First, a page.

Newland's Business Notes

All Eggs in One Basket

Volume 8 Issue 5 -- September/October 2004

Recently, we received a call from a client that we’ll call Ace Trucking, LLC (“Ace”), a company formed by Newland & Associates about two years ago.  Ace, engaged in general trucking in Northern Virginia, had grown and now had an opportunity to become engaged in hauling automobiles. 

The client’s question was, should Ace form a second entity to cover the interstate transportation of automobiles?  The new activity would be called Ace Plus (“APlus”). 

In our January/February 1998 issue of this newsletter, we talked about segregating business risks, and the famous Lord Wadbottom’s desire to segregate the risk of investing in the colony of Virginia in order to protect his castle in England. 

The same reasoning motivates many of today=s business people to form corporations and limited liability companies (LLCs).  They want to insulate the business activity from their personal assets.  This means that if injury is caused to a customer or the public, the repercussions from that injury, in most instances, would stop at the business entity level and would not carry over to the personal assets of the business owner.

Because of the differences in business activities between Ace (local trucking in Northern Virginia) and APlus (long-distance, interstate trucking), it made sense for APlus to be a separate, new entity.  The owners wanted APlus to be different because it would be leasing trucks for long-distance hauling and it would have different workers and substantially different risks. 

For many years, large corporations have used separate “baskets” to put their "eggs" in.  Many large corporations set up separate entities for various purposes, such as to make it appear that a brand, such as Lem Phlug Bourbon, a special type of whiskey, is made locally in the hills of Kentucky when, in fact, Lem Phlug might be owned by one of the largest distilleries in the country.  In addition to presenting the appearance of a local activity, there are other reasons to set up separate entities.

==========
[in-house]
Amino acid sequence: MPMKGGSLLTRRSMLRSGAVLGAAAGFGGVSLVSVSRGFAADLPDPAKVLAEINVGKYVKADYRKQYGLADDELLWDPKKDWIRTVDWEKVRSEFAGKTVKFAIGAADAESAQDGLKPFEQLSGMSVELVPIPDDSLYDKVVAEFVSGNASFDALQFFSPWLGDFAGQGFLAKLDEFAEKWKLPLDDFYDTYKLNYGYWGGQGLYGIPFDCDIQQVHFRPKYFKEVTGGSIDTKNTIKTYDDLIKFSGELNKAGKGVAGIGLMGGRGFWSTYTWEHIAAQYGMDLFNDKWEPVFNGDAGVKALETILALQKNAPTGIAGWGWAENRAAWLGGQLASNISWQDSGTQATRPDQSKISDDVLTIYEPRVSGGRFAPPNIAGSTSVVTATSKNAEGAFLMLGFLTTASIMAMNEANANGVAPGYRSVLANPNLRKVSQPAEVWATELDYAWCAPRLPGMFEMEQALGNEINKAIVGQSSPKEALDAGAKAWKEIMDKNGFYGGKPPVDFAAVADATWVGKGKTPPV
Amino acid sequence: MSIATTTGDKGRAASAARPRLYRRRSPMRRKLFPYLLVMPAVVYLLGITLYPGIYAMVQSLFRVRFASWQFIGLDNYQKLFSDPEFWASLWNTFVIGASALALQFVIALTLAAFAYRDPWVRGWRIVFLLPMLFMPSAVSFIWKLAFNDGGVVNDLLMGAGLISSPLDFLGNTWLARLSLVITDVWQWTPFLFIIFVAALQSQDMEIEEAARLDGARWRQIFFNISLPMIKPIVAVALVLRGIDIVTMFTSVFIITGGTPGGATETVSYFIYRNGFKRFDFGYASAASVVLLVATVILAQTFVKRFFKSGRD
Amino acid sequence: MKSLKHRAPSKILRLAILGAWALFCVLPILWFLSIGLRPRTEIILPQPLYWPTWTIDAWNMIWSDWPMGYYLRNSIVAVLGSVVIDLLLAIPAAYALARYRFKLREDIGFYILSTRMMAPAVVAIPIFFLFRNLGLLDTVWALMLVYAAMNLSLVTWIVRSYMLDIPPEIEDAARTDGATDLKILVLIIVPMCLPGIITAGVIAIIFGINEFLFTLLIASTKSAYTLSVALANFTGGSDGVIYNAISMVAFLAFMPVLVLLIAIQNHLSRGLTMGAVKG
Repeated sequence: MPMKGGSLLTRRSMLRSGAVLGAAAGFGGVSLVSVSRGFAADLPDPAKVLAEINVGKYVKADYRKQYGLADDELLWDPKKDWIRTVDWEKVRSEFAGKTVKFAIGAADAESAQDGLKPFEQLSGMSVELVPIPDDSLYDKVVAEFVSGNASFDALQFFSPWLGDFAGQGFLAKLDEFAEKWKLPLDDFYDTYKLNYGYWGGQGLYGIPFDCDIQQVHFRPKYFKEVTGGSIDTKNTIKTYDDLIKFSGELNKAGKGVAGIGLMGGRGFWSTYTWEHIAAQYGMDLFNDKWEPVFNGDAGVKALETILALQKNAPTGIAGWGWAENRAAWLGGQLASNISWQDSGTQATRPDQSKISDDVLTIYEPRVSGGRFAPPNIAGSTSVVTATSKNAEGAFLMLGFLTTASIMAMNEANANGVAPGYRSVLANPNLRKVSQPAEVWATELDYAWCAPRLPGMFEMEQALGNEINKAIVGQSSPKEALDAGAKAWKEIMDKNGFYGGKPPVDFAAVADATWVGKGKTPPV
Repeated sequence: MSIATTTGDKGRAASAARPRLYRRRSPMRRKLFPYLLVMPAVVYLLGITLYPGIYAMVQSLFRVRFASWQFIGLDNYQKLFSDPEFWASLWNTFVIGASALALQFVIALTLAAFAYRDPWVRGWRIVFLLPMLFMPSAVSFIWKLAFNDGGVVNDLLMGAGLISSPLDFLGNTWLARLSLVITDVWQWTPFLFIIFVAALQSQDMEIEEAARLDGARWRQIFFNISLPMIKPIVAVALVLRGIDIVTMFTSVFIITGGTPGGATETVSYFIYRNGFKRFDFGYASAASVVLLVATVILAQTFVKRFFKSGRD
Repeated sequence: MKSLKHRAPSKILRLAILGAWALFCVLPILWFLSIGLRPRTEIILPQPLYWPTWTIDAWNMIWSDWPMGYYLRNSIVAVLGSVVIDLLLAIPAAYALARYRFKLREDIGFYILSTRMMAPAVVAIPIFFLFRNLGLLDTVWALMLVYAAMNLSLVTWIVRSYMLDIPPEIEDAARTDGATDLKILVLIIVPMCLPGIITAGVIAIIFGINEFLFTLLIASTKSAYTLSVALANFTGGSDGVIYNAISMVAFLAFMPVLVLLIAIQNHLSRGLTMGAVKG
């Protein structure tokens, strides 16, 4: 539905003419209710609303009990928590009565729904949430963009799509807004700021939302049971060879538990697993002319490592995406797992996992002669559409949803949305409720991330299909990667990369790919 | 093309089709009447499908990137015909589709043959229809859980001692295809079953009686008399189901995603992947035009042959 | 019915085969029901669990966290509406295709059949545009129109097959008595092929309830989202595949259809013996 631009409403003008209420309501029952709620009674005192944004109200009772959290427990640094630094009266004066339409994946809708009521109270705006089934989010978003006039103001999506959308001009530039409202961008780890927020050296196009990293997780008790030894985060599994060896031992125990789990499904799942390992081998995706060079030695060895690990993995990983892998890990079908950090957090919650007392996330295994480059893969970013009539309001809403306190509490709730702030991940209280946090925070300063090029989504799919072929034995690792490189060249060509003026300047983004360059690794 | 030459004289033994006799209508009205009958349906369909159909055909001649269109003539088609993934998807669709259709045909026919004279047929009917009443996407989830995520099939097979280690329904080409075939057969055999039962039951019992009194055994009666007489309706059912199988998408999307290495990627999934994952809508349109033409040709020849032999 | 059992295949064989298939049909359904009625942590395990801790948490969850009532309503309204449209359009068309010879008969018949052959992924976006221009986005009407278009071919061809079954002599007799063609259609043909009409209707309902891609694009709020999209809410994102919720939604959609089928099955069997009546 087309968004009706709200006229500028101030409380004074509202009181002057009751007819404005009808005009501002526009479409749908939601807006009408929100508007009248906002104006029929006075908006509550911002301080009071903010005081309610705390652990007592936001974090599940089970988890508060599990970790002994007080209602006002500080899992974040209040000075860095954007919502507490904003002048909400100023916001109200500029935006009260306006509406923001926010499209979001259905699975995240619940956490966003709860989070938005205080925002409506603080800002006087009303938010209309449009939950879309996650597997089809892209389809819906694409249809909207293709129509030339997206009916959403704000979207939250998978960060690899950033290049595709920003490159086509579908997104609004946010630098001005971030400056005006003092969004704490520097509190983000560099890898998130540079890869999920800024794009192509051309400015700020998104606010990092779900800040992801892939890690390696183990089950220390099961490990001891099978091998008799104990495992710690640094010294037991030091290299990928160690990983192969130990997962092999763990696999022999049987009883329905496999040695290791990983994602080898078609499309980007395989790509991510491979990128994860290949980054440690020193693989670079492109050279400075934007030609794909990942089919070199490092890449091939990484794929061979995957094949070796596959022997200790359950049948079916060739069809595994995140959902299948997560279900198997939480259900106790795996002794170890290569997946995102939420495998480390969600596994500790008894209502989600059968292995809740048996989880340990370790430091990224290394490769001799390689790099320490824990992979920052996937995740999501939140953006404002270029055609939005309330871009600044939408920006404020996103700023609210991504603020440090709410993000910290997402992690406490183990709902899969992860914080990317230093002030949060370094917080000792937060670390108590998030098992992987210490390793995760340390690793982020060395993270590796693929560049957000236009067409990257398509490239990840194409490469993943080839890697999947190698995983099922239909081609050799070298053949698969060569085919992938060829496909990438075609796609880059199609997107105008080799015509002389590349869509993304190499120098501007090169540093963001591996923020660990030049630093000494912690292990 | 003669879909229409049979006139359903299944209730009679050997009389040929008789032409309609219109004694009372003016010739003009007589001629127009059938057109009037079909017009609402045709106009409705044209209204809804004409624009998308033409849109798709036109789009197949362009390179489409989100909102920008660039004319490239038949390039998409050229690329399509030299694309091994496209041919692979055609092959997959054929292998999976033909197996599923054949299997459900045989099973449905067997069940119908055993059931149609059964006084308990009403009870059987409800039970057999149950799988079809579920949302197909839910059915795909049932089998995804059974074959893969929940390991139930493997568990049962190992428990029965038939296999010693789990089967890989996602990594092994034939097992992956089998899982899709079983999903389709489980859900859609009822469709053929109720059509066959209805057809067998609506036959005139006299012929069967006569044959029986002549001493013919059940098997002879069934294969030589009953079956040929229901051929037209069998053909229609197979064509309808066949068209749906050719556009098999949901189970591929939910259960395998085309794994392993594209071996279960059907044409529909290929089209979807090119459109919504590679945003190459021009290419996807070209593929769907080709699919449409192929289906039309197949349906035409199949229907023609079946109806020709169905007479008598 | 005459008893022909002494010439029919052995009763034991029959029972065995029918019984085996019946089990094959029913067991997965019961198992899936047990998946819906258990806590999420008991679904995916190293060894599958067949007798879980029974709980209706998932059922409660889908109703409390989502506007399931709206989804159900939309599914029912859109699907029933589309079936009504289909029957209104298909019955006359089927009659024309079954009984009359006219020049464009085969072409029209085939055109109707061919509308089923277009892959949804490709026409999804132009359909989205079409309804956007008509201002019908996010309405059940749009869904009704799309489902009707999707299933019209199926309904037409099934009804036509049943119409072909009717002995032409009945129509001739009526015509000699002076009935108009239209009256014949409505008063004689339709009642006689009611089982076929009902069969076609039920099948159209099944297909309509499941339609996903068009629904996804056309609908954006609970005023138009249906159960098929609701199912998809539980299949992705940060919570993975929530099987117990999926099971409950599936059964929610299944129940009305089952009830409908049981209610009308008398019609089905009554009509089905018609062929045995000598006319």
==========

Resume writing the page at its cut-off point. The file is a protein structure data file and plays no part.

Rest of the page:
Elmo B The Good Manager

Sometimes a business with several retail locations will discover that Elmo, one of its prized managers, is thinking of leaving.  Elmo may envision himself as the manager of his own store or chain of stores.  If he leaves, he could be a formidable competitor, particularly if he knows all of the customers and business contacts and if, as is all too often the case, there is no covenant not to compete. 

To accommodate Elmo, it might be advisable to set up a separate corporation or LLC to run the activities which Elmo is supervising.  By doing so, Elmo can receive a greater percentage of the profits and share in the equity of the entity of which Elmo is a part owner.  Instead of allowing a competitor to be formed, the new entity run by Elmo allows both Elmo and his current employer to reach a mutually beneficial accord.

New or Different Investors

Another reason for setting up a new entity might be to attract or accommodate new investors.  For example, a successful, local line of ice-cream might be expanding.  It may already have investors in Virginia, but among the current owners, some don=t want to expand into neighboring states.  Those who want to expand may (with the approval of the “stay in Virginia” group) allow a new entity to be formed in a nearby state, say West Virginia.  This new entity with some or all new investors could pursue the new sales area and those investors would share in the rewards gained from ice-cream sales in West Virginia.

A note of caution B if the same entity name and style of marketing ice cream is used, there could be franchising or intellectual property issues.  See our March/April and May/June 2004 newsletters, “Franchising: Is It For You?” Parts I and II.

There are undoubtedly many other reasons, such as estate planning, to form new entities.  There are also different ways to approach setting up new entities in this context that can have strikingly different tax consequences. As always, proper planning is essential.

Since this is a newsletter, we cannot explore all of the considerations in this limited space.  If you own a business that needs to establish, or discuss setting up, a separate corporation or limited liability company, you may want to contact Newland & Associates.

Copyright 2004

Published by the law firm of Newland & Associates, PLC
9835 Business Way
Manassas, VA 20110
Call us at (703) 330-0000 for a full range of business law and tax-related services.

While designed to be accurate, this publication is not intended to constitute the rendering of legal, accounting, or other professional services or to serve as a substitute for such services.

Redistribution or other commercial use of the material contained in Newland's Business Notes is expressly prohibited without the written permission of Newland & Associates, PLC.

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